Over the last few years change has been at the forefront as the city has seen a 50% increase in bike lanes and a doubled number of bike sharing stations, which more and more people are riding. A congestion charge for drivers in the city centre has been enforced which has led to a 20% increase in public transport use over the last four years. Paying people to bike on its own may not make a huge difference, but it’s part of a larger plan that does seem to be working. “Something is changing in the behaviour of citizens,” says Maran. “We want to help it change faster.”

Experts are however sceptical that the financial incentives will do much to change the way people in Milan commute. Although more cycling routes are being built, it is argued that the city is not necessarily bike friendly in all areas.

milan, italy, cycling, bicycle infrastructure, commuting, air pollution, smog, europe

Meet El Hierro…The first island powered 100% by wind!

11 Jul

Ahhh the Canary Islands the place of sun and sand…and the first place of 100% wind power! The smallest of the Canary Islands ‘El Hierro’ has become the first Island in the world to be 100% wind-powered. The island is owned by Spain and is located off the coast of Africa. They have built five wind turbines on the North Eastern tip of the Island for a capacity of 11.5 megawatts. The population of El Hierro is 10,162 as of 2003, therefore the 11.5 megawatts would be enough for all the people who live there.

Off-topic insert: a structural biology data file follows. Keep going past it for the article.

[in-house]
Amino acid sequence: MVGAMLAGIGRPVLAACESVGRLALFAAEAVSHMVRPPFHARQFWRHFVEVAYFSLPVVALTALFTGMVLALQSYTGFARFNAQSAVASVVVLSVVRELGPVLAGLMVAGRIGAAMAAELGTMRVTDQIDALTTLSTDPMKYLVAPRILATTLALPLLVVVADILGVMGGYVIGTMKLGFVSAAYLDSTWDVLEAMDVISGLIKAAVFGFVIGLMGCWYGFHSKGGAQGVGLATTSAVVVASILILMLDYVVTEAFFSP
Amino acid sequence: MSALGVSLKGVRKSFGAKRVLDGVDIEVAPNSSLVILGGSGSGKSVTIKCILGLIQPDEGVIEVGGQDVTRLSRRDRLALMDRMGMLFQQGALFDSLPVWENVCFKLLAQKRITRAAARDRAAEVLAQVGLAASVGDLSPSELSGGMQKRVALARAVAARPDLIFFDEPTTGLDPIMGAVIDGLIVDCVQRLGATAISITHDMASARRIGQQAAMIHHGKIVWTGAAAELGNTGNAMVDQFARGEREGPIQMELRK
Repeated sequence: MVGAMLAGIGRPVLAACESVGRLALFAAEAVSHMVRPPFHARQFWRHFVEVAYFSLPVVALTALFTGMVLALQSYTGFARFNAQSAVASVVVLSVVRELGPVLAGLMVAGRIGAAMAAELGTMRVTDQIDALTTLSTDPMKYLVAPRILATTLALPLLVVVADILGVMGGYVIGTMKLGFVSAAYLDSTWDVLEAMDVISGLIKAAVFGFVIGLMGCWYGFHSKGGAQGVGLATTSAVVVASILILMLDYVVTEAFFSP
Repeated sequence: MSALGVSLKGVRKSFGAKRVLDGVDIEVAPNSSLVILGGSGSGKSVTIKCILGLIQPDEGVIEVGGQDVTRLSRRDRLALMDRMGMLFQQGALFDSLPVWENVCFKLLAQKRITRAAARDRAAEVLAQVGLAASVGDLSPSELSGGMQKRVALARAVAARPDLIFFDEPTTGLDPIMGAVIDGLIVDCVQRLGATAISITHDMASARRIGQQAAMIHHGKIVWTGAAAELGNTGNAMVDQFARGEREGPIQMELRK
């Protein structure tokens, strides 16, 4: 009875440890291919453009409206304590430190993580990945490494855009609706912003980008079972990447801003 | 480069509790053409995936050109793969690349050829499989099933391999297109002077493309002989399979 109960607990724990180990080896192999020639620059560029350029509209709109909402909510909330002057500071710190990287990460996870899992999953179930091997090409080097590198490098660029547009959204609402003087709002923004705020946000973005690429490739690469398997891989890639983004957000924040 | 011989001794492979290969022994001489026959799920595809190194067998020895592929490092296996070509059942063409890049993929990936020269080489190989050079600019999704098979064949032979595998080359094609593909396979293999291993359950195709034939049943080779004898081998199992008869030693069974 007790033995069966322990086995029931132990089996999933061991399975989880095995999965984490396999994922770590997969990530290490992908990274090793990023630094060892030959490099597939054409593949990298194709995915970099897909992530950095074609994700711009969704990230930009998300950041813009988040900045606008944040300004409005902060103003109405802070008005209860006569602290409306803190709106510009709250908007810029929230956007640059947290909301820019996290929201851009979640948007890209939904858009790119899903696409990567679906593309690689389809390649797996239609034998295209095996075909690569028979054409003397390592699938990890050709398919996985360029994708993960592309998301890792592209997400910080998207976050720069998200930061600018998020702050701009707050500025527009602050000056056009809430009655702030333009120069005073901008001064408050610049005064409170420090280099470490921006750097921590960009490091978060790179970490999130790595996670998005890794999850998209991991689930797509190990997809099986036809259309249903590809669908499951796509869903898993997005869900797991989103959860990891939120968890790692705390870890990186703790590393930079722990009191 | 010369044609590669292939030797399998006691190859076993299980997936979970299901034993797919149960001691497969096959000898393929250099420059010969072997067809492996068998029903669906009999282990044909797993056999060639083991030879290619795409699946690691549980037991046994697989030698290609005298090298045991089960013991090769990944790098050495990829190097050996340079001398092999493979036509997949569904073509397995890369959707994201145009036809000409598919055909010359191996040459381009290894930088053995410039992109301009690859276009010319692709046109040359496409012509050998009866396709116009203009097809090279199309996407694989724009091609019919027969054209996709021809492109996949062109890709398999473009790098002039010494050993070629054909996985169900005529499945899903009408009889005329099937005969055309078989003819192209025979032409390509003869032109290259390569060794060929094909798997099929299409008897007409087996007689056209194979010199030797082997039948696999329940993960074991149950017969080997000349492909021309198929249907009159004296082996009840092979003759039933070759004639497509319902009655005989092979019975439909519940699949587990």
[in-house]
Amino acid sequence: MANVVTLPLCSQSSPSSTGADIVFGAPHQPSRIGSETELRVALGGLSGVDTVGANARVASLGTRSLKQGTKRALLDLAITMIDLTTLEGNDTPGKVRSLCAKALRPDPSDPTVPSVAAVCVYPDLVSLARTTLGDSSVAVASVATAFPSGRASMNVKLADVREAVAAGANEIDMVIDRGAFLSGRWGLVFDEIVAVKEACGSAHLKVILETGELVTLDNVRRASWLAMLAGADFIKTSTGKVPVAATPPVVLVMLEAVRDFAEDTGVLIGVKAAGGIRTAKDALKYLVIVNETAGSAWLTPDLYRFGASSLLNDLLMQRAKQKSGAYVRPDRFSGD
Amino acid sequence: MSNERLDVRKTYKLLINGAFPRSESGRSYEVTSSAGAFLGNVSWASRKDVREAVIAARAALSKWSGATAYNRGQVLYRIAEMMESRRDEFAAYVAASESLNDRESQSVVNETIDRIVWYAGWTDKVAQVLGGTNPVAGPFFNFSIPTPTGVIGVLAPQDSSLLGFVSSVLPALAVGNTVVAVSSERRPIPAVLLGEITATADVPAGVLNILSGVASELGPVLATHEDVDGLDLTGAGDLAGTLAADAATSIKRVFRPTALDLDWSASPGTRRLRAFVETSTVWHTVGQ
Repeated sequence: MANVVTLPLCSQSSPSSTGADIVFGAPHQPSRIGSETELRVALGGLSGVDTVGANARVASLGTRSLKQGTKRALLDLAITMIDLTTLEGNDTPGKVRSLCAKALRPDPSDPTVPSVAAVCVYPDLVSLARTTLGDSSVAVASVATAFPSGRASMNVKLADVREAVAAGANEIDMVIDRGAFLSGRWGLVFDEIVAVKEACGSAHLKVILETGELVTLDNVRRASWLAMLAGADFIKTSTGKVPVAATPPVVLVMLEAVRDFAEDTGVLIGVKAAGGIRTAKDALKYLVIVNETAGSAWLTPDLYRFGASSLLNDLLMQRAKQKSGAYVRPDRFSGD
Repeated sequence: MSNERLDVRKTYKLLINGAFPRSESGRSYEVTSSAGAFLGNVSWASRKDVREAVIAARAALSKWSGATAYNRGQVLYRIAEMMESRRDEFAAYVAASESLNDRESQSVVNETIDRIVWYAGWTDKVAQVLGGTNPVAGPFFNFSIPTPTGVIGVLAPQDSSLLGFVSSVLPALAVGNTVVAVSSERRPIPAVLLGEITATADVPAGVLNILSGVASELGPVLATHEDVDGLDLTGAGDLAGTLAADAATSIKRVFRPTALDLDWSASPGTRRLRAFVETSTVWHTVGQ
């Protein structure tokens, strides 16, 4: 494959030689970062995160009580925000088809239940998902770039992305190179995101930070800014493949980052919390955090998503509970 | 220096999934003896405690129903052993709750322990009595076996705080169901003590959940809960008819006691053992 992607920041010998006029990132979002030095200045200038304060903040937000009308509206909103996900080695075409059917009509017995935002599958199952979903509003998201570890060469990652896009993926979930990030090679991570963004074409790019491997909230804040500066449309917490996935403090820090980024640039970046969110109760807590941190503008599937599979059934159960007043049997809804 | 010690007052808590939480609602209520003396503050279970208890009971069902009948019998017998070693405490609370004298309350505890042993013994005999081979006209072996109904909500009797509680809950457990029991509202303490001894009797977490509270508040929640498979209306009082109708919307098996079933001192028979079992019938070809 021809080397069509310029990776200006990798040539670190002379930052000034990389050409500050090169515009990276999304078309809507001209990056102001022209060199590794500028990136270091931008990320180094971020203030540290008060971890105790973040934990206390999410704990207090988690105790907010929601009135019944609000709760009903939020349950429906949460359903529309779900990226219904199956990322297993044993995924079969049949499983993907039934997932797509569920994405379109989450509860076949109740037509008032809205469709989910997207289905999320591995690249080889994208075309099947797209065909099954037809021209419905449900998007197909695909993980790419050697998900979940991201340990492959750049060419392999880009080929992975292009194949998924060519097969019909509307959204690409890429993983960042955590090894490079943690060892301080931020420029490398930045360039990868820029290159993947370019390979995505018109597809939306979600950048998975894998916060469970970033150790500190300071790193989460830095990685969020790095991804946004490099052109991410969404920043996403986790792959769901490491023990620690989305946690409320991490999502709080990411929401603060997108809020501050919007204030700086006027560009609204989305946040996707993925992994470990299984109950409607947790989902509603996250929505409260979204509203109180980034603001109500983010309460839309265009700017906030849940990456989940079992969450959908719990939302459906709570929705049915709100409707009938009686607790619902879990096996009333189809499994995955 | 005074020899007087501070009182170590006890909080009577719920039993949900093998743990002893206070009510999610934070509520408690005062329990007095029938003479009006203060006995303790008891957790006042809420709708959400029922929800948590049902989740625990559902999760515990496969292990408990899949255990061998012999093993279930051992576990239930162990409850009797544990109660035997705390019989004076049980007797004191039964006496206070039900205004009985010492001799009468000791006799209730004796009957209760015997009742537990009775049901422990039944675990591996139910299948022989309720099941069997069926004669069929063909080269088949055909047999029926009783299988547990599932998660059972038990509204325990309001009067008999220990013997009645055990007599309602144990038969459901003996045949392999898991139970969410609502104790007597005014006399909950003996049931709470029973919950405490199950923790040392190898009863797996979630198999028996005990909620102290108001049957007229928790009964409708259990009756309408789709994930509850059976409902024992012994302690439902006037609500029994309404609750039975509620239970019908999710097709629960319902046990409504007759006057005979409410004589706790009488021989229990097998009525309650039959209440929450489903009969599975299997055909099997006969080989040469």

According to the Ministry for Industry, Tourism and Commerce, El Hierro has become the first island in the world to be energy self-sufficient. They have achieved this through a €54 million project combining a greater than 11 megawatt wind farm and two hydroelectric projects.

They have even implemented a back-up plan for when the wind isn’t blowing! Back-up power will be provided from pumped water storage. The hybrid wind/pumped hydro storage system will store surplus wind power by pumping water up 700 meters (approximately 2,300 feet) to fill the crater of an extinct volcano. When winds are calm or when demand exceeds supply, water will be released from the crater to generate 11.3 MW of electricity, filling an artificial basin created at the bottom of the extinct volcano. Water in the lower basin is then pumped back up again to the upper reservoir when there is excess wind power.

In terms of their carbon footprint, the wind farm and pumped water storage will slash their CO2 emissions by around 18,700 tonnes per year. The project will also eliminate the islands annual consumption of 40,000 barrels of oil. This being said, as a back-up precaution El Hierro will maintain its fuel oil power station. Makes sense I guess?

The closed-loop hybrid wind/hydro system was tested at the end of 2013, and they expect to save approximately £2.5M per year (calculated with January 2011 oil prices).